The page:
Nevertheless, much of the French electorate remains resistant to migrants and to perceived threats to French identity. According to a report by the French National Consultative Commission on Human Rights (CNCDH), 44% of French citizens believe that Islam threatens their national identity, while 30% find Muslim prayer incompatible with French society. Additionally, a recent law aimed at expediting asylum claim processing and introducing new safety mechanisms for some of the most vulnerable refugees, has been castigated by some aid groups for favouring accelerated procedures at the expense of fairness.

Whatever the broader momentum, codifying fraternity has symbolic significance nationally and internationally, as well as concrete importance for benevolent French citizens like Mr. Herou. The law will not apply to individuals who intend to traffic migrants for money and, the courts reiterated, “No constitutional principle guarantees foreigners the right to enter or remain in the country, and fighting illegal immigration is a legitimate government function”. At the end of the day, it represents a victory for humanitarian principle and the potential for solidarity in individual initiative. Celebrating the ruling, Mr. Herou wrote on twitter, “In the name of fraternity, we will remain united”.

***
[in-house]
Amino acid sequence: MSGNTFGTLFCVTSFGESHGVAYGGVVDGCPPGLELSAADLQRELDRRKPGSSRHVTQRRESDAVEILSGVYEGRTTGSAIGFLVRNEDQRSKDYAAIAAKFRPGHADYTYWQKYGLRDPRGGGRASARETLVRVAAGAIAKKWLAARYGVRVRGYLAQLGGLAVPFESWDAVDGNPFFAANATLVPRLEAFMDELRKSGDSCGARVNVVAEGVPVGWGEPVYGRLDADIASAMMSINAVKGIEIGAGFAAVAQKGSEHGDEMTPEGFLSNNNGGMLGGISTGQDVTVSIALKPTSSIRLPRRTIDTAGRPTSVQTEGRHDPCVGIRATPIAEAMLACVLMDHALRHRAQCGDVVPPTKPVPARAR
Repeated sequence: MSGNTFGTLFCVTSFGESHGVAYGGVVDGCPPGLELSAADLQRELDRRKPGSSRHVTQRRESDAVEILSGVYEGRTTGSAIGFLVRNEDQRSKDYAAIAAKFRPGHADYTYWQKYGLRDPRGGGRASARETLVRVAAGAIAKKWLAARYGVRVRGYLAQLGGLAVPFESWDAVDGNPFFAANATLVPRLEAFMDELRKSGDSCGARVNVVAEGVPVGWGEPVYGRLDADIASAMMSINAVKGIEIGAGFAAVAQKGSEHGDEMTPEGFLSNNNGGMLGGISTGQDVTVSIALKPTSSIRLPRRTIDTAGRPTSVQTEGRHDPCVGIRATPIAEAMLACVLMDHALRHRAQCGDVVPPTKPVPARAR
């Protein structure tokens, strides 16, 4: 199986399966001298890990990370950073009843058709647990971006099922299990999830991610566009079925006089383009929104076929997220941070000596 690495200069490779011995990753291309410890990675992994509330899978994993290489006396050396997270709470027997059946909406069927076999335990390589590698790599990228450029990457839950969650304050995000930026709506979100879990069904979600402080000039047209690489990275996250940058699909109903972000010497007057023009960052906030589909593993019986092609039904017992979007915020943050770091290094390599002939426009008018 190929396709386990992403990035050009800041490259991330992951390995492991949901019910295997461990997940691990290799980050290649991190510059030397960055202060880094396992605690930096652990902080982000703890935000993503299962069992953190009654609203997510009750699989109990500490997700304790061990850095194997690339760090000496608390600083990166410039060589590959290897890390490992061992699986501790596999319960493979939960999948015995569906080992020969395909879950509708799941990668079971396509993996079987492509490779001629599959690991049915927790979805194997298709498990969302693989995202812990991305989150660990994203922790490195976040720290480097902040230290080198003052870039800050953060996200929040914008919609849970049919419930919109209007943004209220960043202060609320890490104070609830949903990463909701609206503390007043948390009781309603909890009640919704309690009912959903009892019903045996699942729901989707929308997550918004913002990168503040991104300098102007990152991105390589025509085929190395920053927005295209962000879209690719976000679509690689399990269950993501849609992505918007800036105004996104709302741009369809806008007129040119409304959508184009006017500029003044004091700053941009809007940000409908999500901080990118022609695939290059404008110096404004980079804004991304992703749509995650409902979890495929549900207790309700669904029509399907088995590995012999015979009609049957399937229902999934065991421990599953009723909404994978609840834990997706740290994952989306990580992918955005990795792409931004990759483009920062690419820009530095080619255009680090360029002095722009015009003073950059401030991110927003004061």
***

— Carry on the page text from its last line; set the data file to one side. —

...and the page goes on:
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Tori Travers

Tori is a freelance writer focused on international diplomacy and forced migration. She holds a dual BA in Public Policy and Global Studies from the University of Virginia and spent the past year resettling refugees in the US and assisting asylum seekers in Greek island refugee camps. Currently, she lives and works in Geneva.